Part One – Blunt Truth

  1. Today, sales managers are often distracted by trying to appease their overly involved private equity group (PEG) owners. (Editorial comment: The CEOs and sales managers of my PEG-owned clients spend endless hours estimating and re-estimating the projected annual EBITDA.)
  2. Playing CRM “desk jockey” doesn’t equate to sales leadership. (Editorial comment: I had a CEO client whose parent company required my client to have the general ledger agree/match the salesforce.com records. I’m not kidding!)
  3. Top sales producers tend to exhibit a characteristic Weinberg would describe as being selfishly productive. (Editorial comment: This is a tricky one, but the point is the best “hunters” know how to spend their time.)
  4. The player-coach sales manager role can create mistrust and bad feelings. If a small company can’t afford a full-time sales manager, Weinberg recommends that the owner, president, or another key senior executive serve as a part-time sales manager.
  5. If there’s anything guaranteed to deflate the heart of a salesperson, it’s when the sales manager steals the glory and limelight. Often, the sales manager’s competitive nature and strong desire to solve all problems gets in the way of doing their primary job: leading the sales team.
  6. Hunting for new business involves risk, conflict, and rejection. Think carefully before putting account managers, sales support, or sales engineers in new business development sales roles. (Editorial comment: Based on my observations of hundreds of companies, most sales professionals are not hunters, but many of them are in hunter roles.)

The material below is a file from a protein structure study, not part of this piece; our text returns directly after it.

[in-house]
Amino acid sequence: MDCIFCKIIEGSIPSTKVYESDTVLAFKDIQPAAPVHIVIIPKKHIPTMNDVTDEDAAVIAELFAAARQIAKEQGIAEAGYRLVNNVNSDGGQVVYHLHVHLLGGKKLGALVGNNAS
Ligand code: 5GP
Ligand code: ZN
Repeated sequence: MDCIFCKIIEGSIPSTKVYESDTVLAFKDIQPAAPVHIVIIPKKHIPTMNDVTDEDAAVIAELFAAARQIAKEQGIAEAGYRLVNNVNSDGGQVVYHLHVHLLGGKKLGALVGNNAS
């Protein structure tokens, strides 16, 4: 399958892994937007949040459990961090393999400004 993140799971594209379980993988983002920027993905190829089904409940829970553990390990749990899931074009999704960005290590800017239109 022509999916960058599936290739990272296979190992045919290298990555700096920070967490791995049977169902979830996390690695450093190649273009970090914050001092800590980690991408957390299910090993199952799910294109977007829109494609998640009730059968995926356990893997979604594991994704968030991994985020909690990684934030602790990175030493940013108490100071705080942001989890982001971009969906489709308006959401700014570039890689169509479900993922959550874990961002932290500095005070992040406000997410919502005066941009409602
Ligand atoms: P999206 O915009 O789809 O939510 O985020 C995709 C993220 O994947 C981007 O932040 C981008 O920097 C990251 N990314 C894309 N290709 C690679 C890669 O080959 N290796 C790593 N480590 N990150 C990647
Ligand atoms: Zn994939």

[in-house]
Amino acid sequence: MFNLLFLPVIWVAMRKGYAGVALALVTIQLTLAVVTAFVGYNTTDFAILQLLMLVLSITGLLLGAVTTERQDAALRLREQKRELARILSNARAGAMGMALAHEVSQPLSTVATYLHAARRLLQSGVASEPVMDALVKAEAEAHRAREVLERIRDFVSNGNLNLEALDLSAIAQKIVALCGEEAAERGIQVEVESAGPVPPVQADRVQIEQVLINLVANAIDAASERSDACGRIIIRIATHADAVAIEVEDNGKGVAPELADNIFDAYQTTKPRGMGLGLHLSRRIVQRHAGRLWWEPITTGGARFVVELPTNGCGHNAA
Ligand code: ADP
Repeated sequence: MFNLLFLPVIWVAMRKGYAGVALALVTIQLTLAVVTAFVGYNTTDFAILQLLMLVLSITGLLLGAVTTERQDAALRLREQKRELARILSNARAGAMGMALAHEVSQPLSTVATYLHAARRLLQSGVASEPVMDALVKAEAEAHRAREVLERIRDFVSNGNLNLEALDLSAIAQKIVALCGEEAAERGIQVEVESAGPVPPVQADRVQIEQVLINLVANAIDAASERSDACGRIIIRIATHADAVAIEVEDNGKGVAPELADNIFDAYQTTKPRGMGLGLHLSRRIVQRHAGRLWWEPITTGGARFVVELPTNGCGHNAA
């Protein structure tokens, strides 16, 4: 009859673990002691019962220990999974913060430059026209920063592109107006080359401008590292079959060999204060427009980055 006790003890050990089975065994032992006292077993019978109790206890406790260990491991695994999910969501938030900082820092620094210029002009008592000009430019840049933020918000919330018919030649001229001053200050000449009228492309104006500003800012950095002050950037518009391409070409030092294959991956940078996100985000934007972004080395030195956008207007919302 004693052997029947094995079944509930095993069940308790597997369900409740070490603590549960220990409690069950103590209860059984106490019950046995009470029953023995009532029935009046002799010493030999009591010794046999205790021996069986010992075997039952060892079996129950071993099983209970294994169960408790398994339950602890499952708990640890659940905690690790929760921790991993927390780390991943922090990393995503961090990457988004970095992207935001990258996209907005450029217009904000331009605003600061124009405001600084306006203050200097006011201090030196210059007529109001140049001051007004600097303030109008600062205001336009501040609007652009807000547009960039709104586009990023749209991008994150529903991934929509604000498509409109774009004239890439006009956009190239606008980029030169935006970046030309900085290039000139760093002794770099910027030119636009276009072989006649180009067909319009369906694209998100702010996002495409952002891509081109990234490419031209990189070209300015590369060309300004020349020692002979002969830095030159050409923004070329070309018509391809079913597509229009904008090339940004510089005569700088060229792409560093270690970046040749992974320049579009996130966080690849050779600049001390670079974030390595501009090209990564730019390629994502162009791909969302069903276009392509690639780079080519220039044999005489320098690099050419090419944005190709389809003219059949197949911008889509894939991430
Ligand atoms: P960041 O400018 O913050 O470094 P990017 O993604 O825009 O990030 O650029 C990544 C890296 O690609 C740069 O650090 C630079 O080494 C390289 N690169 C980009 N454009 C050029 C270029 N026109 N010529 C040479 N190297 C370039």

7. The leader who is constantly preaching about holding people accountable for results and doesn’t follow through does more damage than if he hadn’t said anything in the first place. Sales. Is. About. Results. Period. Salespeople aren’t paid to do work, or to be busy. Their job is to drive revenue — specifically, new revenue.
  8. Weinberg would argue strenuously that keeping your lowest sales producers around does cost you, even if you’re not shelling out commission dollars.
  9. In his work providing new business development advice to companies, Weinberg observes many counterproductive sales compensation plans. He would also say there’s nowhere near enough difference between what the very top and the very bottom performers earn.
  10. Weinberg says other team members tend to be more jealous or unappreciative of those in sales than in other roles. (Editorial comment: I’ve observed where hunters are expected to complete too much paperwork. Often, they don’t have the time or the aptitude, which creates tension with the operations, service, and accounting departments.)
  11. Sales managers are working less in the field and not developing their team. The best mentoring happens out in the field, where they join their salesperson on trips to see the prospective client/customer. They can coach and prepare them before the sales call and, following the meeting, they can discuss what went well and where they could improve. (Editorial comment: I can still remember sitting in my mentor, Ken Kunkel’s, car before and after sales calls. He would always ask me what I thought. Then he would ask me if I noticed the prospect’s reactions to certain comments. He would explain why he went in a particular direction after the client had provided some facts.)
  12. Poor salespeople talk too much and listen way too little. Discover the customer’s real issues before making a presentation — always. Poor salespeople give off the vibe that they’re there to “pitch at” the prospect.

 

I’ll end Part One there. On pages 100-101, Weinberg summarizes 21 common causes for sales teams’ underperformance. Hopefully I hit a hot button or two. In the next post, I’ll summarize Part Two, which offers some practical advice for the issues identified above.

The Advisor’s Corner

Tom DoescherYou’ll find stories from the trenches, business lessons, and pertinent questions to help you find inspiration, professional growth, and leadership savvy.